With the potential for new variants of COVID, record levels of inflation and changing consumer preferences, the design of retail in 2022 will change more over the next year than it has in the past. course of the last decade. Retailers need to expand beyond the generic retail spaces of the past to maximize shopper capacity, security, and profitability. Here are the three key factors affecting retail design, and what retailers and brands need to do next.
1. Focus on buying ability
Consumers experience brands and buy differently than ten years ago. Retailers need to fire on all cylinders with both a strong physical presence – as well as a complementary online strategy across mobile, web and social media – to maximize sales and impact.
We’ve all seen beautiful and cutting-edge store designs, but how has their performance held up over the long haul? Stores still need traditional shopping capability: having the right combination of products, promotions, prices and people – but also simple factors like ease of entering the store, navigation, try on items, until the purchase is finalized at checkout.
The in-store experience can no longer be about restocking shelves and hoping for the best. In-store classes and product demonstrations, expert staff, exclusive in-store items and offers, and added value on top of clicking “order” on a screen are just a few ways to ensure that a of physical store really stands out.
The brand experience can also extend beyond the physical store. Similar to product placement in movies, retailers may want to collaborate with other groups and brands – inside and outside the retail world – to cross paths with consumer bases.
For example, several museums in New York City have recently held exhibitions on sneaker design, hip hop and graffiti in New York in the 1980s. These types of exhibitions would be a perfect opportunity for an emerging fashion, jewelry, or sneaker brand, or even an established brand like Nike, to be part of the exhibit, with the opportunity to buy.
2. The continuous evolution of commercial spaces
Retail is changing rapidly and there is an online and physical consequence to this development. Retailers need to recognize their place not only as a showroom, but also as a distribution center – supporting the online component and the “last mile” of the business. With 88% of consumers surveyed willing to pay more for same-day or faster delivery, using physical space as a logistics hub — a way to process online orders and pickups — is another way to drive profit from retail rent.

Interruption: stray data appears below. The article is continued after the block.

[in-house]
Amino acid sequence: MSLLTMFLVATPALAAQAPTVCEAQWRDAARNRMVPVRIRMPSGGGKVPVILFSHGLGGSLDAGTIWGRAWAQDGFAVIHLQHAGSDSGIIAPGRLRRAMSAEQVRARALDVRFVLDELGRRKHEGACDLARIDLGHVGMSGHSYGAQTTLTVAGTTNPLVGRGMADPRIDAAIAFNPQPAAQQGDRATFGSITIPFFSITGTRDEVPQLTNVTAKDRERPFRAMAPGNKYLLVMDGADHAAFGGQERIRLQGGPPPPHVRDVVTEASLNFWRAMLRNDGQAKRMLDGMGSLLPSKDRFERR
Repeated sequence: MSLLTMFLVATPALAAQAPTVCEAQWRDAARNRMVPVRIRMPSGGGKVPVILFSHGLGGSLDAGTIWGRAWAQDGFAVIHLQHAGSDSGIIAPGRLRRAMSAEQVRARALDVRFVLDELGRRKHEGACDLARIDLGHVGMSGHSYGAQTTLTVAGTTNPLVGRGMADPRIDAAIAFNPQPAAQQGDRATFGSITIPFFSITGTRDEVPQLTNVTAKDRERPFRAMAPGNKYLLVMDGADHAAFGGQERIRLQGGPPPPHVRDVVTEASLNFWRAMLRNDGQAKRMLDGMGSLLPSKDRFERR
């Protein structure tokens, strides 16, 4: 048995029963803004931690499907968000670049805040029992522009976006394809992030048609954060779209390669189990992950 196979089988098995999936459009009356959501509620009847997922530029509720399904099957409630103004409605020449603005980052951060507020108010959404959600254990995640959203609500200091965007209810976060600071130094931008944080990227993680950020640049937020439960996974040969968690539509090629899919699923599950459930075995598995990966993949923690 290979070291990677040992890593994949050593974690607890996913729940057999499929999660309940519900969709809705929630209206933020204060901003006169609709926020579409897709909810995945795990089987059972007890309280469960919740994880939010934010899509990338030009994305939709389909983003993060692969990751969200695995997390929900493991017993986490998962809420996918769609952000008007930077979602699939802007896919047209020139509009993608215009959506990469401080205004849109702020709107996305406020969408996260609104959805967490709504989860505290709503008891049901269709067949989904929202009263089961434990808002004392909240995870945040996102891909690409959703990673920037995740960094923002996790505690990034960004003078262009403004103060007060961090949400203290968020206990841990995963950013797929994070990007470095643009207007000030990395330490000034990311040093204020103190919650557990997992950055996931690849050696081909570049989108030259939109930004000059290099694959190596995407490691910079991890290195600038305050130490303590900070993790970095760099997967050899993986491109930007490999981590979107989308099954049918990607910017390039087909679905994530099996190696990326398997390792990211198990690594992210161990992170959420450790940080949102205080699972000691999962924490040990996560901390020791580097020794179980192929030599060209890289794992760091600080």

Conversely, the way we use aging commercial spaces has also changed. With the demise of major mall anchor tenants – which initially drove traffic to malls and provided an influx of customers to smaller retailers, food and beverage tenants and more – former suburban retail spaces have evolved into medical spaces, schools, and even flexible office spaces, piggybacking on the need for remote workspaces during the pandemic. This type of space repurposing brings traffic to the mall and enlivens the retail business there.
3. Create an attractive gathering space
Much can be purchased online, but there is no substitute for an exciting and inspiring shopping journey. Brands will continue to need physical presence as a direct, in-person link to customers and to stay at the forefront of their market.
Brand loyalty occurs when a brand uses retail space as a gathering space for its tribe. If you are at the REI, there may be a climbing wall; if you’re at Williams-Sonoma, maybe there are chocolate chip cookies that fill the store with a wonderful scent. Ultimately, if you want your store to have a strong ROI, make it a destination, a traffic driver – and you do that through effective store design.
For the first time in over a decade, it’s possible to capture iconic locations that may not have been available before. In New York, places like Rockefeller Center, SoHo or Flatiron – whose asking rents 10 years ago would have been catastrophic – can now be bought at a more affordable price. Brands can take advantage of today’s tough times and secure a great location that will add extra shine to their brand.
Retail is brimming with opportunity for brands in 2022. As the main driver of the US economy, it’s not something that’s going away. Optimize the physical appearance of the retail store to maximize New Year’s success, outpace the competition, and create a remarkable shopping experience that customers will love.
Eugene Colberg is a Brooklyn-based architect with over 25 years of experience producing award-winning architecture and interiors in the United States and around the world. As principal of Colberg Architecture, he has designed imaginative and environmentally friendly projects in residential, workplace, retail, education, healthcare, institutions, museums and town planning. With a BArch from Cornell University, Colberg is a licensed architect in New York State, Green Associate of Leadership in Energy and Environmental Design (LEED) and certified by the National Council of Architectural Registration Boards (NCARB). Colberg Architecture is a Certified Minority Business Enterprise (MBE) with the City and State of New York and the Port Authority of New York and New Jersey. Colberg has worked on premier retail store deployments across the globe, aligning in-store architecture and design with brand identity. Past projects include Rockefeller Center and the development of prototypes for major brands such as Bank United, PNC Bank and Kate Spade, as well as the flagship design of stores such as the National Basketball Association (NBA), Uniqlo, LOFT and Armani Exchange .